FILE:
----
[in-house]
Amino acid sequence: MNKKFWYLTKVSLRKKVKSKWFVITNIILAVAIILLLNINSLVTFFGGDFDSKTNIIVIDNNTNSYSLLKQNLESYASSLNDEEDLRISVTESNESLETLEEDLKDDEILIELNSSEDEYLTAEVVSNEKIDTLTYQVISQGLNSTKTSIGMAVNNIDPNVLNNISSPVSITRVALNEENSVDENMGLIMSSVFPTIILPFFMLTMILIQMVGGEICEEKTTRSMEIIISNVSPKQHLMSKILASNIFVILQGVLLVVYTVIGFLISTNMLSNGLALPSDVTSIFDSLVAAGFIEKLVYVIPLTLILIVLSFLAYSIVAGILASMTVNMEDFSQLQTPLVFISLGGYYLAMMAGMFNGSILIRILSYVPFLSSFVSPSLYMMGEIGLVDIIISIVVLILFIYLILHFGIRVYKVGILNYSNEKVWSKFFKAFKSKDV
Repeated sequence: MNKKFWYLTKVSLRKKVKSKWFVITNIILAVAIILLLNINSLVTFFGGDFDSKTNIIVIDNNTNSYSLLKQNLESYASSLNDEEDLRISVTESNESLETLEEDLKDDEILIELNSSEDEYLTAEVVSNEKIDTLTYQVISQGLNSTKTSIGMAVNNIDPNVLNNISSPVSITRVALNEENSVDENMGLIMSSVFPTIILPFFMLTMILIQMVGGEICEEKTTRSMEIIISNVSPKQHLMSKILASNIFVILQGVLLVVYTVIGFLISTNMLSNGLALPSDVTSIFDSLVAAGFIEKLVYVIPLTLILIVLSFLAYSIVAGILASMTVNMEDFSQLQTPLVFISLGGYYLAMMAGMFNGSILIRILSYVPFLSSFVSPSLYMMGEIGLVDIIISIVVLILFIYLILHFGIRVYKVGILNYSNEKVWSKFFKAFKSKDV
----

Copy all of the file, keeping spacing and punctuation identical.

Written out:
[in-house]
Amino acid sequence: MNKKFWYLTKVSLRKKVKSKWFVITNIILAVAIILLLNINSLVTFFGGDFDSKTNIIVIDNNTNSYSLLKQNLESYASSLNDEEDLRISVTESNESLETLEEDLKDDEILIELNSSEDEYLTAEVVSNEKIDTLTYQVISQGLNSTKTSIGMAVNNIDPNVLNNISSPVSITRVALNEENSVDENMGLIMSSVFPTIILPFFMLTMILIQMVGGEICEEKTTRSMEIIISNVSPKQHLMSKILASNIFVILQGVLLVVYTVIGFLISTNMLSNGLALPSDVTSIFDSLVAAGFIEKLVYVIPLTLILIVLSFLAYSIVAGILASMTVNMEDFSQLQTPLVFISLGGYYLAMMAGMFNGSILIRILSYVPFLSSFVSPSLYMMGEIGLVDIIISIVVLILFIYLILHFGIRVYKVGILNYSNEKVWSKFFKAFKSKDV
Repeated sequence: MNKKFWYLTKVSLRKKVKSKWFVITNIILAVAIILLLNINSLVTFFGGDFDSKTNIIVIDNNTNSYSLLKQNLESYASSLNDEEDLRISVTESNESLETLEEDLKDDEILIELNSSEDEYLTAEVVSNEKIDTLTYQVISQGLNSTKTSIGMAVNNIDPNVLNNISSPVSITRVALNEENSVDENMGLIMSSVFPTIILPFFMLTMILIQMVGGEICEEKTTRSMEIIISNVSPKQHLMSKILASNIFVILQGVLLVVYTVIGFLISTNMLSNGLALPSDVTSIFDSLVAAGFIEKLVYVIPLTLILIVLSFLAYSIVAGILASMTVNMEDFSQLQTPLVFISLGGYYLAMMAGMFNGSILIRILSYVPFLSSFVSPSLYMMGEIGLVDIIISIVVLILFIYLILHFGIRVYKVGILNYSNEKVWSKFFKAFKSKDV